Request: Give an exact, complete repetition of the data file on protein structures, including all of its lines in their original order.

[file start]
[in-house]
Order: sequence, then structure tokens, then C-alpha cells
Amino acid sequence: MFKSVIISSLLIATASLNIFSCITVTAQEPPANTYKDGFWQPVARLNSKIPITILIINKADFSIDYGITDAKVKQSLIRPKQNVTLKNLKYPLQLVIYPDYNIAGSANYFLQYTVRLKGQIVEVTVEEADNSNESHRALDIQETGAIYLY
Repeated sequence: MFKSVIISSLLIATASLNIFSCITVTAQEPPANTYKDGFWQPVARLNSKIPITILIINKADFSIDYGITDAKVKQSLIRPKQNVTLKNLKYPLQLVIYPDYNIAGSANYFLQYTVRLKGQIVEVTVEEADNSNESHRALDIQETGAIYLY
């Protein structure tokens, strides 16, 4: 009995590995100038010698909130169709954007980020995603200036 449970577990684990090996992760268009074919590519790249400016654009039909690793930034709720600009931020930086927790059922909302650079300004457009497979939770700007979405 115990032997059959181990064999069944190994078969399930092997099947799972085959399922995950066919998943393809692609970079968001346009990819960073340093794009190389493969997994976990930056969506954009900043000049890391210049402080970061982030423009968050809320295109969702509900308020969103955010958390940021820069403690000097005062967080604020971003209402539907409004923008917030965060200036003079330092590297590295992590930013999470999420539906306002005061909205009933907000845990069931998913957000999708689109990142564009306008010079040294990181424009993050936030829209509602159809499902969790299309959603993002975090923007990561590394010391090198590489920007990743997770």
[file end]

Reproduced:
[in-house]
Order: sequence, then structure tokens, then C-alpha cells
Amino acid sequence: MFKSVIISSLLIATASLNIFSCITVTAQEPPANTYKDGFWQPVARLNSKIPITILIINKADFSIDYGITDAKVKQSLIRPKQNVTLKNLKYPLQLVIYPDYNIAGSANYFLQYTVRLKGQIVEVTVEEADNSNESHRALDIQETGAIYLY
Repeated sequence: MFKSVIISSLLIATASLNIFSCITVTAQEPPANTYKDGFWQPVARLNSKIPITILIINKADFSIDYGITDAKVKQSLIRPKQNVTLKNLKYPLQLVIYPDYNIAGSANYFLQYTVRLKGQIVEVTVEEADNSNESHRALDIQETGAIYLY
């Protein structure tokens, strides 16, 4: 009995590995100038010698909130169709954007980020995603200036 449970577990684990090996992760268009074919590519790249400016654009039909690793930034709720600009931020930086927790059922909302650079300004457009497979939770700007979405 115990032997059959181990064999069944190994078969399930092997099947799972085959399922995950066919998943393809692609970079968001346009990819960073340093794009190389493969997994976990930056969506954009900043000049890391210049402080970061982030423009968050809320295109969702509900308020969103955010958390940021820069403690000097005062967080604020971003209402539907409004923008917030965060200036003079330092590297590295992590930013999470999420539906306002005061909205009933907000845990069931998913957000999708689109990142564009306008010079040294990181424009993050936030829209509602159809499902969790299309959603993002975090923007990561590394010391090198590489920007990743997770």